The great contribution of MMOs to video gaming has been the persistent online world. In games like Ultima Online and Star Wars Galaxies it was a place you could inhabit and even make a tangible impact upon. It was a place you could inhabit along with other people, and immerse yourself in. Exploring that shared virtual space and slowly learning what you could do within it was part of the fun. Raph Koster has called this a dream to big to die. MMO talkers tend to call it a “sandbox.” It has nothing to do with quests or programmed content, although instancing tends to erode it. It’s defined by the lack of limits and linearity and not by the inclusion of any particular feature.
Let’s take the standout sandbox example of pre-NGE Star Wars Galaxies on a little thought experiment, possibly only meaningful to those who played it back in the day or who at the very least have studied it. Take that game and add an elaborate quest structure, while changing no other elements. Is it then less of a sandbox? You’re not even adding linearity to a game with no levels and endlessly recombinable professions, although you add structure by chaining the quests. You may be adding a themepark veneer, but you’re not undermining the sandbox in so doing. If you have the ability to hop on and off the railroad at any time, possible taking other trains with different destinations or simply striking out on your own, it’s not even linearity; you’re just adding a framework to inhabit when you don’t have your own goals. But you still retain the ability to set them, instead of letting developers do it for you.
World of Warcraft in the release era was somewhat close to this. You had a somewhat sandboxy open world with a smallish number of instances and an elaborate array of quests laid on top of it. Progression largely meant leveling, but there were other routes as well, and this only broke down as the nexus of gameplay shifted to the level cap. As the game aged, “unintended gameplay” was chiseled out, giving players less and less to do aside from the intended means of progression. Fast leveling ensured that the bloat at the cap would only get worse. Easily-accessible documentation of optimal lines of progression sped this up even more as new players came in and did some research. Eventually any pretense at making the sub-cap game at all interesting went away, cementing the flow of gameplay into a single optimized path that players could rocket down and reach the cap in a short time, where they would then endlessly grind the same static instances over and over – content which becomes unplayed and almost valueless once the cap moves forward.
The problem, then, is developers setting themselves up for failure through the focus on a designated progression path and the erosion of other paths – possibly to the point of never including them in the game at all. Because WoW did it this way and remains the most popular MMO, other developers working on new games follow the same trajectory, to the point of taking great care to clear away any avenue other than a single optimal one that they then must manage for the duration of the game’s life – and never, ever managing to keep pace with the players in clearing content that, once you’re completed it, it’s over. They’re trying to beat WoW at its own game, for which Blizzard has set the rules. None of them has succeeded, and none of them will, although there’s money to be made in playing second fiddle to WoW, as Rift is doing now and as Star Wars: The Old Republic is poised to do by late December.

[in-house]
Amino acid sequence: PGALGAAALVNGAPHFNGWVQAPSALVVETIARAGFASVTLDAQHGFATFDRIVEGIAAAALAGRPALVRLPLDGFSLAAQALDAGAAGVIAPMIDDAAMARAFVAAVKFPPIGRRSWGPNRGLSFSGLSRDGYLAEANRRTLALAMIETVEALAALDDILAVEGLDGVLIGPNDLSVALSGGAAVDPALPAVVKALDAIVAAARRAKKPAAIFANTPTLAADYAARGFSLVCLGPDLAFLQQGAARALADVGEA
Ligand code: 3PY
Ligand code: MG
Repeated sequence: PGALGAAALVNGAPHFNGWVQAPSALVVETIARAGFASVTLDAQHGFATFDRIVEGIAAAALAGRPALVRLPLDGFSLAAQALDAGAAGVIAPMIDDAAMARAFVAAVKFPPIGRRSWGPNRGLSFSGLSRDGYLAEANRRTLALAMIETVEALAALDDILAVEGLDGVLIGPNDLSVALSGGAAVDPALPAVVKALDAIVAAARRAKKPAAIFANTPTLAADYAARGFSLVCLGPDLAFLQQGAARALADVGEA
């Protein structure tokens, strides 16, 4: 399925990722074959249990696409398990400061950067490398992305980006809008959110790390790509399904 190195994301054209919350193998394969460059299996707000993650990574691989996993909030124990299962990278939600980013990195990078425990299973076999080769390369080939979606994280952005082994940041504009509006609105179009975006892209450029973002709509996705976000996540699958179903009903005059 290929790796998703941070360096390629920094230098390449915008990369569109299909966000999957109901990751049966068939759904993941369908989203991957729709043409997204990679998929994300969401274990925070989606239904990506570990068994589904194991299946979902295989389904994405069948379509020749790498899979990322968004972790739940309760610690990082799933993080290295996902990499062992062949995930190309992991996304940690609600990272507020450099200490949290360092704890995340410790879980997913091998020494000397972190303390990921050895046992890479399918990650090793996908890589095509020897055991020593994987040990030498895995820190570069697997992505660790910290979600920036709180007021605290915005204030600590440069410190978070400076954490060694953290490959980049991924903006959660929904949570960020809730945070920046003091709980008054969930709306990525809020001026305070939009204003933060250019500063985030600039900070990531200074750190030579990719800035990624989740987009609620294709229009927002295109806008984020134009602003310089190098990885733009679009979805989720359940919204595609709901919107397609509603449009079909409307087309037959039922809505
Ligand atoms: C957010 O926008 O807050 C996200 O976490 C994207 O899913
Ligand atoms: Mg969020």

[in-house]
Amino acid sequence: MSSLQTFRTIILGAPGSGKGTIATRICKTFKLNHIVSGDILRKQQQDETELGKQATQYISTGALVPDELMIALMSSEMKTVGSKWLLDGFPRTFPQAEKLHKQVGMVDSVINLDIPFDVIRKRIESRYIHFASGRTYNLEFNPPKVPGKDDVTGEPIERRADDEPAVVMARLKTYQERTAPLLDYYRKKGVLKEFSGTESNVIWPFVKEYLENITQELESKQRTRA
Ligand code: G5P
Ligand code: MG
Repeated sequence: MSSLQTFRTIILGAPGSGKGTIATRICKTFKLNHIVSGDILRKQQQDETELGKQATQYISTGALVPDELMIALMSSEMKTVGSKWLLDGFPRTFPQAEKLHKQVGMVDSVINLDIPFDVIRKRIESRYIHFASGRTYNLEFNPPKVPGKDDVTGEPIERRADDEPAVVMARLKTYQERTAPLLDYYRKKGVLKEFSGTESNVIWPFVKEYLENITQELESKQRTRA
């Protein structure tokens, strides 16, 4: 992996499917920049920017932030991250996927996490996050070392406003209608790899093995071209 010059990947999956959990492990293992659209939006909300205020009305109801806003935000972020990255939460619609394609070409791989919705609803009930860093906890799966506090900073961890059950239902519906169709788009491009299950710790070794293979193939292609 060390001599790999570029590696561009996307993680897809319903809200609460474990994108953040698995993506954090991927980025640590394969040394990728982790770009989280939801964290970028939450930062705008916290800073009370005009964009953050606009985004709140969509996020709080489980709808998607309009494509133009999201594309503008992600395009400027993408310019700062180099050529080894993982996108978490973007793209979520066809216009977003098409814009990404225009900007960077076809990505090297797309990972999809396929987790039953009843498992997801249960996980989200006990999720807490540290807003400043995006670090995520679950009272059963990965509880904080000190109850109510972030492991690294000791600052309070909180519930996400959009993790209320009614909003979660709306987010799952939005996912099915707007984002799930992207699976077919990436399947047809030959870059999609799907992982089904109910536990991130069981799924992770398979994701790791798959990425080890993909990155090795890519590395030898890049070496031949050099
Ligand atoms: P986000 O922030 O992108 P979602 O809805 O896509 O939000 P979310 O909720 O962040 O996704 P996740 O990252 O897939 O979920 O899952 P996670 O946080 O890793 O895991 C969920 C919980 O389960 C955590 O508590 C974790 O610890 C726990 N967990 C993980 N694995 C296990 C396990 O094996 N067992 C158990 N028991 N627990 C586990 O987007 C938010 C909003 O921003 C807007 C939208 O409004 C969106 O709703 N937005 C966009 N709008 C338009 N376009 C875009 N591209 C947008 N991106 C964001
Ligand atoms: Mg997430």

The stock counterexample is EVE Online, which isn’t a perfect sandbox by any means and has certainly had its share of problems. But CCP has always focused their development efforts on opening up new avenues of gameplay rather than closing them off or simply picking a preferred one and extending it ad nauseam. It started out small but has built a substantial and rock-solid following that even colossal blunders like Monoclegate couldn’t seriously damage. It’s built its own consumer base rather than trying to poach WoW’s. And it didn’t cost $200 million (SWTOR) or even $50 million (Rift) to make. Those huge budgets are a trap, because they come with inflated investor expectations of revenue and an aversion to risk.
To me, a better way is first of all to start with a reasonable budget and very modest expectations, and work from there. Second, to focus on the world, its rules and the ways that they interact with players. Give players a good start and let them find their own fun from there, and then develop those avenues while adding new ones and avoiding “improvements” that limit player choice and impact. The players are the heroes, not Thrall or Antonia Bayle; they should have the greatest impact on the world, not the NPCs. Make the world dynamic and let community involvement shape it. Don’t force developers to try to outpace player consumption of static content.
There are of course a handful of sandbox MMOs around, but very few that I’d call fully baked. I’m hoping that The Repopulation will prove to be one of these, and there’s probably still some hope for ArcheAge. I know I’m not alone in wanting to see someone pick up the banner dropped by SWG in 2005.